French Economy Loses Pace as Macron Gambles for Long-Term Gains
The French economy may have just had its worst quarter in more than a year and there could be further pain ahead if planned strikes opposing President Emmanuel Macron’s reforms go forward.
Industrial sentiment fell to the lowest in more than a year in March and manufacturing output unexpectedly declined in February, according to reports this week. A broad measure of private sector activity is at a seven-month low.
The Bank of France said GDP may have only risen 0.3 percent in the first quarter, down from a 0.7 percent pace at the end of 2017, and the weakest since the third quarter of 2016. Some of that may be explained by snowstorms that affected activity across much of the continent.
France could see further downside pressure this quarter as unions clash with Macron over his proposals, which include changes to the rail network and education system. With close to 40 days of industrial action threatened, that would hurt transport and broader economic output. But those hits will only be short term, and Macron may refuse to buckle, gambling that the long-term benefits of his reforms, boosting competitiveness and helping to reduce unemployment.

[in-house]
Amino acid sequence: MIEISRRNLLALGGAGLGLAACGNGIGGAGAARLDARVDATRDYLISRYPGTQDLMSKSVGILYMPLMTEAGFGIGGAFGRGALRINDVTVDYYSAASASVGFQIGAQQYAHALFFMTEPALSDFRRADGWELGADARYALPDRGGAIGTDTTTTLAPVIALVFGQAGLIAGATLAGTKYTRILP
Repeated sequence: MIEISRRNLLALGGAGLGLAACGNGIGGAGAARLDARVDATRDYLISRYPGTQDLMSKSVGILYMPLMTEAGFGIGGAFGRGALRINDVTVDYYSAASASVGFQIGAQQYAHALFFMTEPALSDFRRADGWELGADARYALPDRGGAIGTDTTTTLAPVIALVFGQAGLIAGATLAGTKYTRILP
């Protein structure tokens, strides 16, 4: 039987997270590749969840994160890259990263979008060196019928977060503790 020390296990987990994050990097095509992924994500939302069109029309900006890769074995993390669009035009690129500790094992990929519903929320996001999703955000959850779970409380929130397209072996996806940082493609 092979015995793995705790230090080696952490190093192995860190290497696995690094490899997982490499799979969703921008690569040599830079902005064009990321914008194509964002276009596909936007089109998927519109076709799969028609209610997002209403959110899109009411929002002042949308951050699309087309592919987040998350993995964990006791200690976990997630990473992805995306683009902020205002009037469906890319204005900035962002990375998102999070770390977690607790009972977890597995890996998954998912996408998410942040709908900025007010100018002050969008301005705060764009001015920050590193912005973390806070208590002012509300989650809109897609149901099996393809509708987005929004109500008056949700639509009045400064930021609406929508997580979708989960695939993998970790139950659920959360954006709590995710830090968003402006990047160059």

France’s corporate sector is already feeling the pinch. Battling worker demands for a share of profits, airline Air France-KLM estimated this week that seven days of stoppages since late February will shave 170 million euros ($210 million) off operating income. More action is planned for this month.
Bank of France Governor Francois Villeroy de Galhau said Tuesday that the economy is still benefiting from a catch-up effect and that it needs changes to boost potential growth and ensure a continued sustainable expansion.
“We have a growth rate that’s better than recent years, but still below the average in Europe, and a debt that’s one of the highest in Europe,” Budget Minister Gerald Darmanin told France2 television Wednesday. “We have to continue to make efforts to cut spending, and cut taxes.”
Bloomberg Economics estimates that weather-related disruption could trim 0.1 percentage point from growth in the first quarter, and the strikes, if fully implemented, may knock 0.2 points this quarter. Underlying momentum is probably around 0.5 percent a quarter, according to David Powell and Jamie Murray at BE.
What Our Economists Say:
“The impact of the work stoppages on economic activity will disappear after 2Q. The longer-term effect will depend on how Macron responds. Taking on the rail unions without compromise threatens to erode his political capital. For now, a slim majority of voters appear to be with him. But that could change.”
The latest Bloomberg monthly survey, published in March estimates the GDP will increase 0.5 percent in each quarter of 2018. Full-year growth will reach 2.1 percent, the best since 2011.